Hayashi Ryazan’s teachings, although developed a long time ago, formed the basis of the Japanese social and cultural structure for centuries. Throughout history the issues of human relationship with one another, those pertaining to close family members, the rulers and ministers, individuals, siblings and friends, also crop up as is the case in Analects of Confucius. According to Ryazan, the Way is not something obscure and isolated. It exists between ruler and minister, father and son, man and wife, old and young, and in the interaction between friends. Schools in China placed emphasis on the issue of human, moral relations. Their intention is to improve the custom of people by changing attitudes and beliefs of individuals.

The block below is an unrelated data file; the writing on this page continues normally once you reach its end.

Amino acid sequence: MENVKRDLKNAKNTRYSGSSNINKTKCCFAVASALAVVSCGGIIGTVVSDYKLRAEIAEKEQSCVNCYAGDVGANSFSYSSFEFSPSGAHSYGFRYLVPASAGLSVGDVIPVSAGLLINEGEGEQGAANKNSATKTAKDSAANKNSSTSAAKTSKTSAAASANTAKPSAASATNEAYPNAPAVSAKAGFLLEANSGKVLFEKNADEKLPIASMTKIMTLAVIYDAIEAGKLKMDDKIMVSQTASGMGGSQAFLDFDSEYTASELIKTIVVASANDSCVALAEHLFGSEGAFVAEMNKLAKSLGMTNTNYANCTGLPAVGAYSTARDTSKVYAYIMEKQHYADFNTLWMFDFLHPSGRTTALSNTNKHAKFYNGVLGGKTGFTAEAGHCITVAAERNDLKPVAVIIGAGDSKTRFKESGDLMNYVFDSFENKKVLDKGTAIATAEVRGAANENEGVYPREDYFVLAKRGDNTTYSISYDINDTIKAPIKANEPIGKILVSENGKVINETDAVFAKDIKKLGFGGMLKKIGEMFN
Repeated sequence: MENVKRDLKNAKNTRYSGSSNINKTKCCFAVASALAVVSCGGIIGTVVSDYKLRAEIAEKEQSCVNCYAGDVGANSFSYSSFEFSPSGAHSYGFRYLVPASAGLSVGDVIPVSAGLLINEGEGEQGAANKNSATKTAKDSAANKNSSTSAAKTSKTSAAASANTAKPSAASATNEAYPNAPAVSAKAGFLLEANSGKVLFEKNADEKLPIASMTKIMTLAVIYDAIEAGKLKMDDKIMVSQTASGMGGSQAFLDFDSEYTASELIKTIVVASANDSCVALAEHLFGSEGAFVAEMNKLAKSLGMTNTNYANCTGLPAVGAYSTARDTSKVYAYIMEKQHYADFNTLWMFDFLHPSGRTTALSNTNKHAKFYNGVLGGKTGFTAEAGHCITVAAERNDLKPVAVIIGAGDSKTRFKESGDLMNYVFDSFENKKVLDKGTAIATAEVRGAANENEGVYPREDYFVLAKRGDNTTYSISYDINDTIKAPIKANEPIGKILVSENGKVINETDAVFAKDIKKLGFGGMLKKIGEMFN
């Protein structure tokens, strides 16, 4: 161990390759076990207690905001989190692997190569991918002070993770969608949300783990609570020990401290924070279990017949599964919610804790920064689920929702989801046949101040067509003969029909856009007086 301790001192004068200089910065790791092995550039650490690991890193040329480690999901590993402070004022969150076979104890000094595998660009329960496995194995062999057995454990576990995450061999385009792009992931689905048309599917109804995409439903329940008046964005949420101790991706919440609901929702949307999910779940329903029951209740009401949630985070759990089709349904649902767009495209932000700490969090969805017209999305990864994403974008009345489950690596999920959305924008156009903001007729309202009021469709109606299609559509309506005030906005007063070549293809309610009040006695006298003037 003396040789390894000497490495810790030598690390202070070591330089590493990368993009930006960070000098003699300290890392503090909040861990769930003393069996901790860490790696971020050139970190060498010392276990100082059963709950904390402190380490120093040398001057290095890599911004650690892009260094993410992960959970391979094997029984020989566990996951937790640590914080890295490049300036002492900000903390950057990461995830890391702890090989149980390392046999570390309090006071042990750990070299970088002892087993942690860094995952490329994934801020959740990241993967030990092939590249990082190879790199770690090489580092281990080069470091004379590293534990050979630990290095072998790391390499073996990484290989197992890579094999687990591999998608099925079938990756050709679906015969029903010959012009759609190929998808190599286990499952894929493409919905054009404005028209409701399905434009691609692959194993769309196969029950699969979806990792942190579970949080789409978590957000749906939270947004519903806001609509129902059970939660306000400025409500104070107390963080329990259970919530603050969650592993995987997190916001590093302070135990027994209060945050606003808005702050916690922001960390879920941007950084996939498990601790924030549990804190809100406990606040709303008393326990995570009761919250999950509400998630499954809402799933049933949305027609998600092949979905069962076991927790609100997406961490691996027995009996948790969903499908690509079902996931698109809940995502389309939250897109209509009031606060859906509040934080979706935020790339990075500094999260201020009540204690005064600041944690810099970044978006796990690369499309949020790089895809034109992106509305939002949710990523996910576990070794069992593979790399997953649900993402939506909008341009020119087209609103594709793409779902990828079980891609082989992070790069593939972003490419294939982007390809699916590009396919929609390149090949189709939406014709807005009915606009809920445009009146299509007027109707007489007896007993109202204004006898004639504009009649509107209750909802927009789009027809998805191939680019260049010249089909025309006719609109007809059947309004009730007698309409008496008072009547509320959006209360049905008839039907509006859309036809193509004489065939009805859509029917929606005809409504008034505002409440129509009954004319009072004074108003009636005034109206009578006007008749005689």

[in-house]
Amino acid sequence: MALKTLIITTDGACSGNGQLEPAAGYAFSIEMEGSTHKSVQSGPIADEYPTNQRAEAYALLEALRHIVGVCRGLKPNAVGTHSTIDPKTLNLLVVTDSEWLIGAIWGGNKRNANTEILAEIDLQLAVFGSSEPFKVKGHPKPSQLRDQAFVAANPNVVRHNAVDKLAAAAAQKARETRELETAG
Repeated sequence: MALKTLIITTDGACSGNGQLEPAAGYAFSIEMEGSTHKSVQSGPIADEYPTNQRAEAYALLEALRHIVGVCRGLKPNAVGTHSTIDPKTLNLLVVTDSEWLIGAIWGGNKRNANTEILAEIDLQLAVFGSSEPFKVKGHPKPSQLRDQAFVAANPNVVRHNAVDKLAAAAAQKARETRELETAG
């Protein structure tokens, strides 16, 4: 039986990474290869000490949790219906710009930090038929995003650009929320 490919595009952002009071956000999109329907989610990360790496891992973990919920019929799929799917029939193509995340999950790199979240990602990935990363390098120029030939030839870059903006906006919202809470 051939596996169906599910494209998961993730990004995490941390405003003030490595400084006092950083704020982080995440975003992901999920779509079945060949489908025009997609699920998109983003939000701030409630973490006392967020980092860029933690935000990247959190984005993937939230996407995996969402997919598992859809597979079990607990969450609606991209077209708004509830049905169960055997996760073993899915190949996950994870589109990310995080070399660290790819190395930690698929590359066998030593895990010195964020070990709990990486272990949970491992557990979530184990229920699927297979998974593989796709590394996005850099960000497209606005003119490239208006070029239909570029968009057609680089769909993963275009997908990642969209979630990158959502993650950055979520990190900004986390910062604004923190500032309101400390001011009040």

The Family is the most valuable part of Korean life. The husband heads the family, and according to Confucian tradition he should provide food, clothing and shelter for the family. In addition, he approves marriages or other decisions made by the family members. Duties of the eldest son to his parents should come first. Secondly his duties are to his brothers starting from the oldest to youngest in the family. His sons come third, and fourthly his wife with his daughters coming last. There is more significant placed on family welfare than the individual. Rulers have an obligation to love and care for their subjects and serve them diligently. In the family, fathers should be compassionate with their sons. Management of external matters is the duty of husbands whereas; wives obligation is to order the family’s internal affairs. Among the siblings, elder brothers should teach their younger brothers. The younger should follow their elder brother’s instructions. Friends association with one another should be on the basis of rites and justice. Introduction of Confucian thought as a part of cultural influence from China had a significant influence in the Koreans traditions and cultural values. To-date the legacy of Confucianism has remained a fundamental part of the Korean community. It has played a role in shaping the ethical structure, people’s way of life, social relations between different age groups and high culture. Also, the legal system derives much of it’s basis from Confucianism. In Korea, observing of Confucius traditions is viewed as a sensible way of holding the nation together by doing away with various forms of conflicts arising in the community. Arrangement of marriages by families through a matchmaker is still a common practice. Korean dates are often with individuals chosen by the family as possible mates. Koreans would not consider public display of affection in public as this, according to traditions would amount to significant breach of etiquette. According to Confucianism, repressing emotions is a sign of culture. There are many family rituals closely tied to Confucian tradition. When one sees a string of dried red peppers hanging across an entrance to a Korean home, it is a sign that the birth of a baby boy will occur within a week. Confucian traditions also demand treatment of the elderly with outmost respect at all times. Young Koreans never lie around, dress in a manner that is disrespectful, or eat first with the elders present. In conclusion, all the three philosophers emphasize on the theme of relationship. They all agree that, for the harmonious existence of human beings, everyone must observe his or her duties as expected.